Reply
 
Thread Tools Display Modes
 
Old 09-30-2014, 10:23 PM   #1
Member
 
City: Point Roberts WA
Country: Canada
Vessel Name: Axiom
Vessel Model: American Tug 34
Join Date: Sep 2014
Posts: 18
Cummins 6BT5.9M (220hp)

Hi folks,

Looking at a boat with a 3500 hr Cummins 6BT5. Looking around they seem reliable enough with upgrades to the water pump. However, a couple of questions:

1) What would an overhaul likely cost (ballpark)? Anyone had experience of doing this?
2) Can the HP be upgraded to say 250hp or even 270hp?

Cheers
Bernie
__________________
Advertisement

BernieG is offline   Reply With Quote
Old 09-30-2014, 10:52 PM   #2
Guru
 
HopCar's Avatar


 
City: Miami Florida
Vessel Name: Possum
Vessel Model: Ellis 28
Join Date: Aug 2011
Posts: 3,506
Sorry I can't answer your questions but I'd like to know what upgrade you can do to the water pump. I'm not fond of the Sherwood pump on mine.
__________________

__________________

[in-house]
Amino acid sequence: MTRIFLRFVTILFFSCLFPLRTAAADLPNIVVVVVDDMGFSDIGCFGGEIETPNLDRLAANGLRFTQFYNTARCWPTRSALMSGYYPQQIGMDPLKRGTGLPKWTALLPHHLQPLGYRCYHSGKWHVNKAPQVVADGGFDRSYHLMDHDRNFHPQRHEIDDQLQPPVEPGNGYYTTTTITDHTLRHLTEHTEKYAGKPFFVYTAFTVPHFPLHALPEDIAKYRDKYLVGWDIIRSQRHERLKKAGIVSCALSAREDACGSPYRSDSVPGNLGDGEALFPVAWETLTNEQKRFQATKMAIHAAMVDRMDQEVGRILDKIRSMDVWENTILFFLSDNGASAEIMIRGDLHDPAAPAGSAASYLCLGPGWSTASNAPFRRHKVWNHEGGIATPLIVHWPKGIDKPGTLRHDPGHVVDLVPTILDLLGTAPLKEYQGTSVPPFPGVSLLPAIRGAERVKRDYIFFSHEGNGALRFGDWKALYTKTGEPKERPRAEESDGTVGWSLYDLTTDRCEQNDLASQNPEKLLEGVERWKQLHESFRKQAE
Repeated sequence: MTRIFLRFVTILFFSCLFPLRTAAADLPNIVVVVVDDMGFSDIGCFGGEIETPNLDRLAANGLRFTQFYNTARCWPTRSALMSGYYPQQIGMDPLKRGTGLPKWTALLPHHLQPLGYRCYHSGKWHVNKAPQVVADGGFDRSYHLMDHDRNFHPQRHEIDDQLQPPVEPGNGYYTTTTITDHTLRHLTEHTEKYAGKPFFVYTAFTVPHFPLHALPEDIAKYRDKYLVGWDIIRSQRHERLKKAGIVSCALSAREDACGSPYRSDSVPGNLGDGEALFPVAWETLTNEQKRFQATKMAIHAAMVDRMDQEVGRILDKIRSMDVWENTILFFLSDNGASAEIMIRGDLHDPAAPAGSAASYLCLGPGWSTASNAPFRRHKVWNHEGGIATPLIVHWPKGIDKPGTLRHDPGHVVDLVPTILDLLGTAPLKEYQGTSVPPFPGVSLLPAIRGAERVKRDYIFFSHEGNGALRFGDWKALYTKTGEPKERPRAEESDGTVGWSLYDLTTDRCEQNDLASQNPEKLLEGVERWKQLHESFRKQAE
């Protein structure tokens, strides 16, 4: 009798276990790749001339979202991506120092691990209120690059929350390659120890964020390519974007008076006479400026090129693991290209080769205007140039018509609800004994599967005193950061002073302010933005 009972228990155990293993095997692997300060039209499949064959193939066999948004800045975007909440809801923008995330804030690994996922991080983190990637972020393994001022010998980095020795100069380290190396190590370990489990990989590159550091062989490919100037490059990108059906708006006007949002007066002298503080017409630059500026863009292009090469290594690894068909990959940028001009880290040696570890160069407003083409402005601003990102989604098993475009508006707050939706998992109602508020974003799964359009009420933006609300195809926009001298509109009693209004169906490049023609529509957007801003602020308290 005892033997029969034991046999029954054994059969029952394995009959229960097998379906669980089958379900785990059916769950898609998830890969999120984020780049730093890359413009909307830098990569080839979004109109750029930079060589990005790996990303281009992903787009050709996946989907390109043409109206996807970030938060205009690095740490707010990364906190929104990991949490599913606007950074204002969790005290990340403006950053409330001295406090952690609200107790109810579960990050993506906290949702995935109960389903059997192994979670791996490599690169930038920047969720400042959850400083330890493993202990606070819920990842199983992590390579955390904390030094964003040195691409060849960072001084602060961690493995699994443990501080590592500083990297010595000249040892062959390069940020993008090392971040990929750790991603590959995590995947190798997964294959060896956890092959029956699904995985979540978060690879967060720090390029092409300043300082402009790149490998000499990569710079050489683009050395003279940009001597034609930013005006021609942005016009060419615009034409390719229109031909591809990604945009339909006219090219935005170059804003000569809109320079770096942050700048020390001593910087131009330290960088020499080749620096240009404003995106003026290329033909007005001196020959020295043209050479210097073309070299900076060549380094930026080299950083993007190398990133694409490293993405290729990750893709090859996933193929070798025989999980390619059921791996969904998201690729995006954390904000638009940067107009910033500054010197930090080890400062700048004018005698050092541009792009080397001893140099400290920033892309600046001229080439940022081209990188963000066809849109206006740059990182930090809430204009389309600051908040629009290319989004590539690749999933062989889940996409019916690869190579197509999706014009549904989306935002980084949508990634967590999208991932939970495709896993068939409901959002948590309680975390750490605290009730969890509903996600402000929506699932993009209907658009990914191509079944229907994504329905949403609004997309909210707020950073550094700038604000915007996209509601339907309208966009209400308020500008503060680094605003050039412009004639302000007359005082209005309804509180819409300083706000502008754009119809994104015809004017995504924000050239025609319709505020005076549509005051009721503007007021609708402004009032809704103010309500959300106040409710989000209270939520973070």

Parks Masterson
www.hopkins-carter.com
HopCar is offline   Reply With Quote
Old 09-30-2014, 11:15 PM   #3
Member
 
City: Point Roberts WA
Country: Canada
Vessel Name: Axiom
Vessel Model: American Tug 34
Join Date: Sep 2014
Posts: 18
Possible pump replacement

Not sure but see this discussion: Cummins 6BT5.9M Engine


Quote:
Originally Posted by HopCar View Post
Sorry I can't answer your questions but I'd like to know what upgrade you can do to the water pump. I'm not fond of the Sherwood pump on mine.
BernieG is offline   Reply With Quote
Old 10-01-2014, 12:53 AM   #4
Guru
 
C lectric's Avatar
 
City: Somewhere
Country: , Canada
Vessel Name: Island Pride
Vessel Model: Palmer sedan 32'
Join Date: Oct 2007
Posts: 1,872
Go to Boatdiesel.com and pay the $25.00 and read.
Also look up Seaboard Marine Custom Cummins Marine Diesel Repower Specialists | Seaboard Marine

and read what is on the site. Lots about how to look after that engine.